The Chapel Hill Economic Development Office is reviewing a proposal for traffic lanes in downtown Chapel Hill to be repurposed this summer to accommodate social distancing while encouraging economic recovery.
Matt Gladdek, executive director for the Chapel Hill Downtown Partnership, said he submitted a five-part request of downtown modifications to Laura Selmer and Dwight Bassett of the Chapel Hill Economic Development office last Thursday.
The temporary modifications included in Gladdek’s five-part proposal include:
- Using the sidewalk for dining and sidewalk sales, and transforming the lane closest to the sidewalk as a pedestrian walk-through lane
- Designating specific spots along the street for curbside-pickup use only, not allowed to be on-street parking
- Ceasing enforcement of sign ordinance rules for things such as a restaurant advertising curbside pick-up
- Let parking be free during this period of phased reopening
- Allowing parking lots to be used for socially distant special events or entertainment
Gladdek said the temporary modifications are intended to be in place as long as restaurants can't serve at full capacity.
“Many of our favorite restaurants have a very small capacity, which means adhering to good public health practices and social distancing makes it difficult for them to pay their rent and their employees since they can’t fill up their restaurant,” Gladdek said. “This is the best way we could come up with providing them more space to help them get through this pandemic.”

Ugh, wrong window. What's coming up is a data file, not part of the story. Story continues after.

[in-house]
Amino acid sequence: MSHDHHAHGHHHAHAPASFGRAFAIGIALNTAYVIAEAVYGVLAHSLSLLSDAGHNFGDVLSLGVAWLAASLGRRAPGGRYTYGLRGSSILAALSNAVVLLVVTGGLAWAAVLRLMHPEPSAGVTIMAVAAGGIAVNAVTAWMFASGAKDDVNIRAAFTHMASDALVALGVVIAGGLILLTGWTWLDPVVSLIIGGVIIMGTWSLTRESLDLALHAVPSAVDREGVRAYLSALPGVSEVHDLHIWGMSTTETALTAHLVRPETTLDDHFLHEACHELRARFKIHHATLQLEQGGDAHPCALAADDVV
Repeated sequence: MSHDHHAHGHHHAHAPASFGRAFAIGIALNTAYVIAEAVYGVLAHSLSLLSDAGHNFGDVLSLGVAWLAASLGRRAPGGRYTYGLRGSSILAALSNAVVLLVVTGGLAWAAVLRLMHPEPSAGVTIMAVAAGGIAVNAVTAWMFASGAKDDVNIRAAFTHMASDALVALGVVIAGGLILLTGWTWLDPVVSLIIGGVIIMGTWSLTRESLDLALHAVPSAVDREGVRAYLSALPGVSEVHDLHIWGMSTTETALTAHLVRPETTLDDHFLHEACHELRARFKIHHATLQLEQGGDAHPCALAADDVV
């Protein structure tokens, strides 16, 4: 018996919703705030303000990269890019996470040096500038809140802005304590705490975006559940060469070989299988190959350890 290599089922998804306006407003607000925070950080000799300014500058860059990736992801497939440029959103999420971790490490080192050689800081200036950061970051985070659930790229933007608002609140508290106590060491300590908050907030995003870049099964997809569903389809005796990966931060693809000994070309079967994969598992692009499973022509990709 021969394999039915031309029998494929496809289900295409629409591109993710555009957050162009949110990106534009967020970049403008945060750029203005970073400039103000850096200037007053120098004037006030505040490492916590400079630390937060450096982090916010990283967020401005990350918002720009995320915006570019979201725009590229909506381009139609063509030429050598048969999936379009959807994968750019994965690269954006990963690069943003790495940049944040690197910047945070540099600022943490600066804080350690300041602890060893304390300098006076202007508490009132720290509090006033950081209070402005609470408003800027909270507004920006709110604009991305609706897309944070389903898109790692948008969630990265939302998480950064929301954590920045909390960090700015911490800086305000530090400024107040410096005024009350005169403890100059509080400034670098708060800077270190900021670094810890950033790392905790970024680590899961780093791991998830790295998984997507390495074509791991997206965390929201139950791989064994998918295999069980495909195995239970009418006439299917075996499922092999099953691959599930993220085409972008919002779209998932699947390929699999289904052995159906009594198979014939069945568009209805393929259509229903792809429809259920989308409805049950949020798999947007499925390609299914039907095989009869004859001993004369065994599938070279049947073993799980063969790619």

Mary Parry, a Chapel Hill resident and self-employed communications consultant, said she began to notice “the roadways around town kind of turned into a giant sidewalk” due to the low volume of driving since the COVID-19 pandemic began, and she created a petition to advocate for lane closure after she read articles about other towns transforming their downtown roadways.
“As we start reopening in a safe way in our community, we are going to need more outdoor destinations that feel safe, and our downtown seems like the perfect place for people to social distance and support our community,” Parry said.
Parry created a petition to the Chapel Hill Town Council on May 17 called “Feet on Franklin,” advocating for Chapel Hill to repurpose the two outermost traffic lanes of Franklin Street into a protected pedestrian lane and a space where restaurants can expand outdoor seating. The petition currently has over 550 signatures.